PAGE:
I received a lot of advice when I first had a baby. Some of it was horrible and some of it was great. But one thing I really took to heart was that you had to be an advocate for your newborn. Newborns are easily overtired and overwhelmed, and it is your job as their mother to know when to step in and say enough is enough. It’s your job to be their voice.
And then my son grew up, and continued to be nonverbal. He never learned to walk. My job as his voice became even more crucial, and I quickly became known as an advocate for all special needs children–by complete accident. I can easily speak for my son, but the misconception is that I can speak for all children who appear similar to my son.
The most important thing to remember when you see a special needs child in your everyday life is that their parents aren’t advocates for all special needs children; their parents are advocates for just them.
Just as every kindergartner is not the same, every child in a wheelchair is not the same. I can talk all day about my handicapped child and answer any questions you care to ask about him, but I can’t answer questions about every child in a wheelchair. And it’s not fair to me, or to my unique child, to assume that I can.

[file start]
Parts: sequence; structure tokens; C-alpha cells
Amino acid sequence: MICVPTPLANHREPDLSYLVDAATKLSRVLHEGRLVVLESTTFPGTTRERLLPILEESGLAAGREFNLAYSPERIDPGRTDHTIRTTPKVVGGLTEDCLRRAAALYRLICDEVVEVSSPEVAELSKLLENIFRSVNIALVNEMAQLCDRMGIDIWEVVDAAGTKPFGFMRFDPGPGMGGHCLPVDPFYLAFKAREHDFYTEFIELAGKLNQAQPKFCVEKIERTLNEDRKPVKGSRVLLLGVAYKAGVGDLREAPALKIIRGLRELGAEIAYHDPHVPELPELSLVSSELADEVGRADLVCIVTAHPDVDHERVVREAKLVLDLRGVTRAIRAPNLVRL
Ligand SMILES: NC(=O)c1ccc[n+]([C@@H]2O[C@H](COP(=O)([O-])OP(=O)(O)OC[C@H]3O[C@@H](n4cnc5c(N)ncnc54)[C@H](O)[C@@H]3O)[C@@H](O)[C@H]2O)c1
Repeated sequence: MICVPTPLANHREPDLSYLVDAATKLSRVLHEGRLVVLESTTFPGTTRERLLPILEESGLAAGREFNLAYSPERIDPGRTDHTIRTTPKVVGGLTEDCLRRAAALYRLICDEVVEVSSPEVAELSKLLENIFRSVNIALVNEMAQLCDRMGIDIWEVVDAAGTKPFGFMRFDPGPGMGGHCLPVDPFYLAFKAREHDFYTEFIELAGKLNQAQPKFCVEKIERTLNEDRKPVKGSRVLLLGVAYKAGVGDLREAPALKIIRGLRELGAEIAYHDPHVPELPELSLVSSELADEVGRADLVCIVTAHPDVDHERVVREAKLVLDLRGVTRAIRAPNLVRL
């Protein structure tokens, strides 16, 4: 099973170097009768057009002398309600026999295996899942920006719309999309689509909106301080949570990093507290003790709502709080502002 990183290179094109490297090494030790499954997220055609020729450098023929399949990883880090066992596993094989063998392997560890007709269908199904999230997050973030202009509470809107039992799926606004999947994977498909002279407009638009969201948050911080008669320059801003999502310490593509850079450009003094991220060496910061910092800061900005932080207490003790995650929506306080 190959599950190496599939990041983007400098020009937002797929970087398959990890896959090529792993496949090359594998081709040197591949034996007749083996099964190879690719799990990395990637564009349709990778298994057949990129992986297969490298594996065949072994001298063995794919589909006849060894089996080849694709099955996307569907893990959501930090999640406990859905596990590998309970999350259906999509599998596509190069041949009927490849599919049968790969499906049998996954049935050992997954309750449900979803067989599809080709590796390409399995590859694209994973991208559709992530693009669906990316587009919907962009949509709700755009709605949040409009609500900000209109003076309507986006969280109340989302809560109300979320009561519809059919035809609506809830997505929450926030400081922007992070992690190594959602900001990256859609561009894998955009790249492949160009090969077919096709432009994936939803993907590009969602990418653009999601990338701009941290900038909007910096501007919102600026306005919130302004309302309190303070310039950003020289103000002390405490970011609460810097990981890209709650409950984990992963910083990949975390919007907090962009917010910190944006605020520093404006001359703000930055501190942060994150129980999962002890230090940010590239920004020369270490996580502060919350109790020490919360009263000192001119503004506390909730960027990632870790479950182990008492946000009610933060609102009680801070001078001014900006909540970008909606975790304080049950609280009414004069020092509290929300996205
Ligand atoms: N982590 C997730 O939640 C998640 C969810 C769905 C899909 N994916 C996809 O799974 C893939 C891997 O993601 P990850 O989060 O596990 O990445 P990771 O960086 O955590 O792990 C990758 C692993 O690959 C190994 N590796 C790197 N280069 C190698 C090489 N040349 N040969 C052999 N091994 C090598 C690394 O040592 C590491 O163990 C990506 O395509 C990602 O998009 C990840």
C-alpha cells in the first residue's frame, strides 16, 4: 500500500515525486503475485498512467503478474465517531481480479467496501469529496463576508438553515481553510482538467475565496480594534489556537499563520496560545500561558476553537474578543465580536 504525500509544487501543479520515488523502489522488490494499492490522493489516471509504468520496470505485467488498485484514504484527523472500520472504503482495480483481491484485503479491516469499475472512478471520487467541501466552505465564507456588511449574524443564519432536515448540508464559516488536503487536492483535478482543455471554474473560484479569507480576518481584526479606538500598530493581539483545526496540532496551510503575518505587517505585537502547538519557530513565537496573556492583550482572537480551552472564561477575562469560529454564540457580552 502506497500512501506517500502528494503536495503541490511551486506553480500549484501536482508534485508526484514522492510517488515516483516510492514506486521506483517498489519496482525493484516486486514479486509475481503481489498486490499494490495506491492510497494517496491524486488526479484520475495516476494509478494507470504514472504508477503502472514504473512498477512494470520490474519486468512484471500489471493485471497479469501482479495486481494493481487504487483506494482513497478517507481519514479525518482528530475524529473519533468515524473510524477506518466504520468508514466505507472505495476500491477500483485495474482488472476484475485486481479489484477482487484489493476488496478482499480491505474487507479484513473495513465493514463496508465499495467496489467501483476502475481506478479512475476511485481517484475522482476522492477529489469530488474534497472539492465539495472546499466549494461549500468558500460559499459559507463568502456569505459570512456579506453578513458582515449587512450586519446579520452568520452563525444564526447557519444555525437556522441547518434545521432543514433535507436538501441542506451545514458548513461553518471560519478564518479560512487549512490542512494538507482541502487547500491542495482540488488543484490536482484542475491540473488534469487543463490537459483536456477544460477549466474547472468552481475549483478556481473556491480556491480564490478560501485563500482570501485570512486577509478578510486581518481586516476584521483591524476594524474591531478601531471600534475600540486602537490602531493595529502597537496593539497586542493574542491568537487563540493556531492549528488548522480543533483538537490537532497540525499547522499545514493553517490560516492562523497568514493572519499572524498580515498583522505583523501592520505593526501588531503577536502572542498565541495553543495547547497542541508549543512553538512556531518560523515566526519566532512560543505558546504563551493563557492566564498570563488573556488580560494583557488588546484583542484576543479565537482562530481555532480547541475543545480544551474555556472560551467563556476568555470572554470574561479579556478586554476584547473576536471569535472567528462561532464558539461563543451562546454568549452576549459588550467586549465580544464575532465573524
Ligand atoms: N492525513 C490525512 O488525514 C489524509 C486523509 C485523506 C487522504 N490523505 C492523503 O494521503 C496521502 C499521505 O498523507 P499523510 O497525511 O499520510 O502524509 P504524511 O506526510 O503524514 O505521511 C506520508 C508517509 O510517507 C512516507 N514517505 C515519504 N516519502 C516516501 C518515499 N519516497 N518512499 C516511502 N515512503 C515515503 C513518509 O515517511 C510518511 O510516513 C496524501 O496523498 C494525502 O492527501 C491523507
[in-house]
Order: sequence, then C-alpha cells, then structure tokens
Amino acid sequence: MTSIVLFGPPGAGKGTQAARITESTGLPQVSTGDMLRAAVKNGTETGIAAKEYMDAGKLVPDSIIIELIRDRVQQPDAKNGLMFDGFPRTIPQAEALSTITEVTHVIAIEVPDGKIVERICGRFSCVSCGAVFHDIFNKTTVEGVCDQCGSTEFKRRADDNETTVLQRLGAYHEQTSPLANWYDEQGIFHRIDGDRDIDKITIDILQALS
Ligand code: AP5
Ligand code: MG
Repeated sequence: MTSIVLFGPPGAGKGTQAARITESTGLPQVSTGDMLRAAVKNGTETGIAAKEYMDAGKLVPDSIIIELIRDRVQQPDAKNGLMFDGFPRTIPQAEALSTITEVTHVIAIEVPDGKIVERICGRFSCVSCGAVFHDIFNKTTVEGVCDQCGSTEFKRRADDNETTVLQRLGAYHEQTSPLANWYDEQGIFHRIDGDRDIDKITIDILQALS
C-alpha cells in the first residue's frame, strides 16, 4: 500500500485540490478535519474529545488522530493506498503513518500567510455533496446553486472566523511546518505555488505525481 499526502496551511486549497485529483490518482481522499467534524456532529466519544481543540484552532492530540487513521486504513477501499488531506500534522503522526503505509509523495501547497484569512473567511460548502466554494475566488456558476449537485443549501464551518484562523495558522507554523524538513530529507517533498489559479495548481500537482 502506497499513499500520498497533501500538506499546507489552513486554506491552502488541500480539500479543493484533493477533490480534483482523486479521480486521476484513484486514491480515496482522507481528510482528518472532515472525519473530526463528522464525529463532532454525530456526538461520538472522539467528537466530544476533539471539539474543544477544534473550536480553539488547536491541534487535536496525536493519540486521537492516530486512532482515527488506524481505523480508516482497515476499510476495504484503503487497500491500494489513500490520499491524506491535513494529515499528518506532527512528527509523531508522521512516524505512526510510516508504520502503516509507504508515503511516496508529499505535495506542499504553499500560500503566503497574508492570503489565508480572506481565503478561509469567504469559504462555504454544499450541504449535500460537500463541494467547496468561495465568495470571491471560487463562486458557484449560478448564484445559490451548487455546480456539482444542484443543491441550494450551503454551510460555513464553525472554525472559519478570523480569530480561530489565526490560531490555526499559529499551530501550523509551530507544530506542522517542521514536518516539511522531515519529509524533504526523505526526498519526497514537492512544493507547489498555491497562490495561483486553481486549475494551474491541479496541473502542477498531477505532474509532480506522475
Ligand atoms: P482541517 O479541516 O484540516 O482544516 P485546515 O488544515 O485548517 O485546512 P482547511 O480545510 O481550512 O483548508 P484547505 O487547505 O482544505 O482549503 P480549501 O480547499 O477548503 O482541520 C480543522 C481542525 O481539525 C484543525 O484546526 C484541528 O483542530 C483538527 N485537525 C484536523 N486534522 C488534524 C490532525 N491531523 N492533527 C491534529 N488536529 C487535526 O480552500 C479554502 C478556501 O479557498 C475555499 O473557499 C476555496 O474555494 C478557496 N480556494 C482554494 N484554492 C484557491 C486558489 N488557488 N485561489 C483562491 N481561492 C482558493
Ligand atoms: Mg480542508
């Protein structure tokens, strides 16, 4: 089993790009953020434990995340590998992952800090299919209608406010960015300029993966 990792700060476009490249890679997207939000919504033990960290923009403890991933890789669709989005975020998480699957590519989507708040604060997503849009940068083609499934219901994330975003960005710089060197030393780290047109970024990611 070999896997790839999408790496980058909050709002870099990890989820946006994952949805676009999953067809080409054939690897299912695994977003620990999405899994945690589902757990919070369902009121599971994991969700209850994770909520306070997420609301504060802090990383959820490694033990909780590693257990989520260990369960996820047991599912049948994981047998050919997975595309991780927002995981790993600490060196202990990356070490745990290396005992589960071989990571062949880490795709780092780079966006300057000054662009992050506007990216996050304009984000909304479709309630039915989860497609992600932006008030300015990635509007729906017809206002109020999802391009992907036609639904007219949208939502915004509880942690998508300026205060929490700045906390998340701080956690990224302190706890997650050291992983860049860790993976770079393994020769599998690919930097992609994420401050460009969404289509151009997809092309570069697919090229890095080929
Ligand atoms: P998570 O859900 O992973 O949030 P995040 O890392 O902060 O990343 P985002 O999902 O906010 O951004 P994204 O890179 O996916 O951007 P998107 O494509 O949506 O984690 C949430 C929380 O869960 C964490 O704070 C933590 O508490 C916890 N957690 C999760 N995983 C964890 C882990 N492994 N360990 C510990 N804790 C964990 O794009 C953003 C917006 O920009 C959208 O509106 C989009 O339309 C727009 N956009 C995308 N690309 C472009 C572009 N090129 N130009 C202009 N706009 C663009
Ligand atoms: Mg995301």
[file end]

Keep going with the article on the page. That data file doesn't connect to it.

Please don’t expect me to be able to answer questions about special needs children in general. I honestly don’t know. If you see me, or another parent of a child with special needs, and you’re curious (or your child says something), ask me about my child. Ask what his name is, or comment about how amazing his hair is, or ask where he goes to school. Find something you have in common to ask about, instead of asking what is “wrong” or focusing on what is different.
It’s my job to speak for my nonverbal child: to be his voice, to fight for him, and to love and respect him. I go to his IEP meetings, I go to his doctors’ appointments, I go on his field trips, and I put my tiny six-year-old on a bus to school every morning for him. Because it’s what he needs. If you’re curious about another child, please ask his parents. Most parents of special needs children are just like me: open and willing to answer any questions. We appreciate when people open a dialogue and want to learn. You just have to ask.
Some of the things I have to do are really hard. And some of the things I do fill me with so much pride and joy I think my heart will burst.